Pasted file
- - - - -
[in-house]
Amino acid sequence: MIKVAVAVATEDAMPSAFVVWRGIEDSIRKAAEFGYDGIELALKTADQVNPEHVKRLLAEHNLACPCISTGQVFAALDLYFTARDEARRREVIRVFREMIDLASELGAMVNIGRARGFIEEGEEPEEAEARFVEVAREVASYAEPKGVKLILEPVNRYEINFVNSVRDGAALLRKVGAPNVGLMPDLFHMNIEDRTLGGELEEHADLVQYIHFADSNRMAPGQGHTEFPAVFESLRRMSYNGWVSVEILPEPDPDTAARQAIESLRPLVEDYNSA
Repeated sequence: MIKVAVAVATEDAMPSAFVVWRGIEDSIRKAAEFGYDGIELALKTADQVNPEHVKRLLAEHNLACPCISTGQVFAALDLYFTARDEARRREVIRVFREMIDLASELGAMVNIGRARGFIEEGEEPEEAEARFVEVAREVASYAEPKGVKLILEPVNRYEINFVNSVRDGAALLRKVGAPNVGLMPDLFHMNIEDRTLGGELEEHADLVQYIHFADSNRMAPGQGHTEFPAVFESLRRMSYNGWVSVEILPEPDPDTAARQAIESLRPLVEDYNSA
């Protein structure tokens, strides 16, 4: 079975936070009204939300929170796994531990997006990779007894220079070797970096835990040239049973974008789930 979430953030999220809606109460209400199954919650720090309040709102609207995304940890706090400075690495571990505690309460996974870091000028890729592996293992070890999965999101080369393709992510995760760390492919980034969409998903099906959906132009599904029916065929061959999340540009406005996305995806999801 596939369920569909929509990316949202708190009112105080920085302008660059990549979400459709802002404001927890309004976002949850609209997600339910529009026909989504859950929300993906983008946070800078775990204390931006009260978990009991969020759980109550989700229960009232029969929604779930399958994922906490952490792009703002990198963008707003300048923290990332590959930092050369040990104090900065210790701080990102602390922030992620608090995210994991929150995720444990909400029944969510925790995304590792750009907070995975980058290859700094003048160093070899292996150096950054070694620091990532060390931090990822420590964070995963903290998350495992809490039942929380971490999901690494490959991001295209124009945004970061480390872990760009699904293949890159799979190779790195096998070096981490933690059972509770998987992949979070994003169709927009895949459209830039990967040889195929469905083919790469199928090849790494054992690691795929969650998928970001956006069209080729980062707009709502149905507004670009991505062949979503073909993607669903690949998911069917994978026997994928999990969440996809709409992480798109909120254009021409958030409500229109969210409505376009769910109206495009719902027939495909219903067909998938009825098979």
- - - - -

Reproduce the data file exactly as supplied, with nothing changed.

[in-house]
Amino acid sequence: MIKVAVAVATEDAMPSAFVVWRGIEDSIRKAAEFGYDGIELALKTADQVNPEHVKRLLAEHNLACPCISTGQVFAALDLYFTARDEARRREVIRVFREMIDLASELGAMVNIGRARGFIEEGEEPEEAEARFVEVAREVASYAEPKGVKLILEPVNRYEINFVNSVRDGAALLRKVGAPNVGLMPDLFHMNIEDRTLGGELEEHADLVQYIHFADSNRMAPGQGHTEFPAVFESLRRMSYNGWVSVEILPEPDPDTAARQAIESLRPLVEDYNSA
Repeated sequence: MIKVAVAVATEDAMPSAFVVWRGIEDSIRKAAEFGYDGIELALKTADQVNPEHVKRLLAEHNLACPCISTGQVFAALDLYFTARDEARRREVIRVFREMIDLASELGAMVNIGRARGFIEEGEEPEEAEARFVEVAREVASYAEPKGVKLILEPVNRYEINFVNSVRDGAALLRKVGAPNVGLMPDLFHMNIEDRTLGGELEEHADLVQYIHFADSNRMAPGQGHTEFPAVFESLRRMSYNGWVSVEILPEPDPDTAARQAIESLRPLVEDYNSA
């Protein structure tokens, strides 16, 4: 079975936070009204939300929170796994531990997006990779007894220079070797970096835990040239049973974008789930 979430953030999220809606109460209400199954919650720090309040709102609207995304940890706090400075690495571990505690309460996974870091000028890729592996293992070890999965999101080369393709992510995760760390492919980034969409998903099906959906132009599904029916065929061959999340540009406005996305995806999801 596939369920569909929509990316949202708190009112105080920085302008660059990549979400459709802002404001927890309004976002949850609209997600339910529009026909989504859950929300993906983008946070800078775990204390931006009260978990009991969020759980109550989700229960009232029969929604779930399958994922906490952490792009703002990198963008707003300048923290990332590959930092050369040990104090900065210790701080990102602390922030992620608090995210994991929150995720444990909400029944969510925790995304590792750009907070995975980058290859700094003048160093070899292996150096950054070694620091990532060390931090990822420590964070995963903290998350495992809490039942929380971490999901690494490959991001295209124009945004970061480390872990760009699904293949890159799979190779790195096998070096981490933690059972509770998987992949979070994003169709927009895949459209830039990967040889195929469905083919790469199928090849790494054992690691795929969650998928970001956006069209080729980062707009709502149905507004670009991505062949979503073909993607669903690949998911069917994978026997994928999990969440996809709409992480798109909120254009021409958030409500229109969210409505376009769910109206495009719902027939495909219903067909998938009825098979």